We have done a lot of work in recent weeks renovating the back garden, This garden is north facing but gets the sun from noon until sunset . We began by replacing the old fence above with the new one below, this fence borders our neighbours 'wild' field after what seemed like months of pulling weed seedlings out of the garden last year we decided we needed a more solid barrier. As well as keeping the weeds back it will also create the perfect backdrop to show off the plants. 

The garden itself consists of a central bed surrounded by a path which is again surrounded by borders, the planting is cottage garden in style and the central bed has a few large shrubs . The gardens original owner planted plants for their sensory qualities and we have added where possible to keep this theme. 

Last year we built a deck in this little corner its just big enough for two armchairs and a little table , perfect for watching the sun go down.  I can often be found here hving a cuppa and surveying all the hard work we have done, the kids never think to look here for me either which is a bonus. I have a few pots to go in this area I must get them in position, they are filled with fuchsias and Dianthus.

The wall on the right is the back of our neighbours outbuildings (a milking parlour and dairy for cheese making) and is covered in scented climbers. The winter Honeysuckle is scent-sational as is the Viburnum Burkwoodii planted by the gate. 

This is one of the views from the deck, dense planting so as to crowd out any weeds, well at least that's the theory. 

This is the view into the central bed , not so much work been done here , pretty much left it as we found it , there's a large bamboo which makes me nervous as its close to the house (and our Victorian septic tank). Bamboos can be incredibly invasive causing damage to buildings and foundations but I am assured this is not one of the thugs. 

This is the opposite side of the garden adjoining the field, most of the plants here were rescued from a local country house which dug up its borders after a decision to close to the public and reduce it's staffing.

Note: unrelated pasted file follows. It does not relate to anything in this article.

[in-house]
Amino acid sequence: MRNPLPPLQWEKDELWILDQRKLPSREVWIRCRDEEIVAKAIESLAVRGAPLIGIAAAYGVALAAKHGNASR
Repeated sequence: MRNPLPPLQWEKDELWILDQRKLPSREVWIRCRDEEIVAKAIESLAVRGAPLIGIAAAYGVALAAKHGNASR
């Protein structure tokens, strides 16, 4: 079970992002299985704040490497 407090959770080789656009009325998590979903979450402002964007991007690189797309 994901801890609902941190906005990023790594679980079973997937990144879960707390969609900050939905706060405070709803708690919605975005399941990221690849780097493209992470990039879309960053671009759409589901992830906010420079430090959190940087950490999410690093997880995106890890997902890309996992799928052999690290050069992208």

They are filling out nicely and it was great having access to big clumps of healthy plants, certainly save us a few quid , but its a shame to see the gardeners life's work dug up. So that is your tour of the garden , It will be a while before you get to see the front one as it is undergoing some major changes, including yet another sitting and relaxing spot in the form of a summerhouse, I promise we do work hard not just spend the days sitting around !

Monday, 9 June 2014

Permaculture MOT Part One

What is Permaculture?

I first became aware of the term 'Permaculture' a few years ago but have yet to find a definition of the principles that doesn't leave people confused,  a friend forwarded me this recently and I have to say this is  the easiest explanation I have ever read. Its been just over a year since we moved and started our smallholding, I thought now would be a good idea to see how well we have stuck to our 'permaculture principles'. 

Blackcurrant bushes growing in rows North-South

Observe and interact

We observed our land for quite some time before we lifted a spade (or a post driver) we watched the way the sun travelled across the land, we observed how the land drained (or not) and we watched the wind patterns. After a couple of months we came up with a plan and on the whole we have stuck to itour veg beds are on the most southern part of our plot and run north to south in order to get maximum sunlight as the sun crosses the sky. The pond was dug in an area of the field which naturally held water,the spoil was used to create a bank around the pond and scattered with wild flowers to create a nectar bar for bees and insects. A woodland was planned and planted at the north end in an arc pattern to create a shelter belt from those cold north winds, and in line with Permaculture zoning this area which needs the least attention is furthest from the house.

The wild flower bank in its second summer

Catch and store energy